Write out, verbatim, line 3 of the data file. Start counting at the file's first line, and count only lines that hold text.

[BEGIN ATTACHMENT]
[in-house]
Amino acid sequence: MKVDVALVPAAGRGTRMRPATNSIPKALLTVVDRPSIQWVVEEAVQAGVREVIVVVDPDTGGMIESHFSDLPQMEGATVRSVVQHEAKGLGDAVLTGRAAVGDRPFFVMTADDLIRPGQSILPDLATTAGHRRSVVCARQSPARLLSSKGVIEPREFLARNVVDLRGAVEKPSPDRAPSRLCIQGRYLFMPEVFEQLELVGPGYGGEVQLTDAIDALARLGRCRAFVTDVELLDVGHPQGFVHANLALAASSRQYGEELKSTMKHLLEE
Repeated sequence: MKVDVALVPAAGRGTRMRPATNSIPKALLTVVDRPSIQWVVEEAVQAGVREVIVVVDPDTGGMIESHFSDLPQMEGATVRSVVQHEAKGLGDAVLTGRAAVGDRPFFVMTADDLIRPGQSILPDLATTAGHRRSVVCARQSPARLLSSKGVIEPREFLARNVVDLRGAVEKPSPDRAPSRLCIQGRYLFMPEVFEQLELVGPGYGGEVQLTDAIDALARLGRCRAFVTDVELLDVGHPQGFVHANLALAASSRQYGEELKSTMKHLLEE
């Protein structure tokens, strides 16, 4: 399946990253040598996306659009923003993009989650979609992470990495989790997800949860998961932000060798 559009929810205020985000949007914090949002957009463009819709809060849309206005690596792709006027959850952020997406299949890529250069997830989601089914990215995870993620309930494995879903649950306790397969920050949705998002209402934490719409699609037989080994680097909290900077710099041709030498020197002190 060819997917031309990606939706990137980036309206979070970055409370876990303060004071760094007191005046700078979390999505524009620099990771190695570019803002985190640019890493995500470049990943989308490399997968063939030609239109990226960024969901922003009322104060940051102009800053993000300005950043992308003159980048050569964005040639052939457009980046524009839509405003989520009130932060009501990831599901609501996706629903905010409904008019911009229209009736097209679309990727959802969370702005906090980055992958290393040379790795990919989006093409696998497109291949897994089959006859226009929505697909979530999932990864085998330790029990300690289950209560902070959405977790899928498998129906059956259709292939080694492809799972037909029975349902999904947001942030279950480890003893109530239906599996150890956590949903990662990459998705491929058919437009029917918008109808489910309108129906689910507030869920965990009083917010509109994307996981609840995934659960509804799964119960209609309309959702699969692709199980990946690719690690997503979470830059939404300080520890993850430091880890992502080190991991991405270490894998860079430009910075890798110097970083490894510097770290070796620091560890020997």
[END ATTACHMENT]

Repeated sequence: MKVDVALVPAAGRGTRMRPATNSIPKALLTVVDRPSIQWVVEEAVQAGVREVIVVVDPDTGGMIESHFSDLPQMEGATVRSVVQHEAKGLGDAVLTGRAAVGDRPFFVMTADDLIRPGQSILPDLATTAGHRRSVVCARQSPARLLSSKGVIEPREFLARNVVDLRGAVEKPSPDRAPSRLCIQGRYLFMPEVFEQLELVGPGYGGEVQLTDAIDALARLGRCRAFVTDVELLDVGHPQGFVHANLALAASSRQYGEELKSTMKHLLEE